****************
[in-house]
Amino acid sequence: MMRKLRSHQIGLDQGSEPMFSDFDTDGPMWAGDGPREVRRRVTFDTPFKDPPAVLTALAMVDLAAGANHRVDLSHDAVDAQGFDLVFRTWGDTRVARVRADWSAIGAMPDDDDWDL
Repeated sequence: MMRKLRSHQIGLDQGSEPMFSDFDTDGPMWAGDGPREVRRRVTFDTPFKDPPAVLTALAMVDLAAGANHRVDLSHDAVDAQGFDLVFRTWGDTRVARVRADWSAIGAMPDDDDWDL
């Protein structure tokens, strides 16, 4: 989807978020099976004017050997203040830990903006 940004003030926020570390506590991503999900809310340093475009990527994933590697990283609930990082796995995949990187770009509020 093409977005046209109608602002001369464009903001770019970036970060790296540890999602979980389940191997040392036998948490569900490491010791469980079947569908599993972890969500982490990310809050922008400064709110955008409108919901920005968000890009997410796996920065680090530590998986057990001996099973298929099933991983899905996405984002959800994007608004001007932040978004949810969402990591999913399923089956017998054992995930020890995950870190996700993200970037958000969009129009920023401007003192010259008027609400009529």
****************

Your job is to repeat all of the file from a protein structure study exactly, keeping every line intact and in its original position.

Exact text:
[in-house]
Amino acid sequence: MMRKLRSHQIGLDQGSEPMFSDFDTDGPMWAGDGPREVRRRVTFDTPFKDPPAVLTALAMVDLAAGANHRVDLSHDAVDAQGFDLVFRTWGDTRVARVRADWSAIGAMPDDDDWDL
Repeated sequence: MMRKLRSHQIGLDQGSEPMFSDFDTDGPMWAGDGPREVRRRVTFDTPFKDPPAVLTALAMVDLAAGANHRVDLSHDAVDAQGFDLVFRTWGDTRVARVRADWSAIGAMPDDDDWDL
């Protein structure tokens, strides 16, 4: 989807978020099976004017050997203040830990903006 940004003030926020570390506590991503999900809310340093475009990527994933590697990283609930990082796995995949990187770009509020 093409977005046209109608602002001369464009903001770019970036970060790296540890999602979980389940191997040392036998948490569900490491010791469980079947569908599993972890969500982490990310809050922008400064709110955008409108919901920005968000890009997410796996920065680090530590998986057990001996099973298929099933991983899905996405984002959800994007608004001007932040978004949810969402990591999913399923089956017998054992995930020890995950870190996700993200970037958000969009129009920023401007003192010259008027609400009529």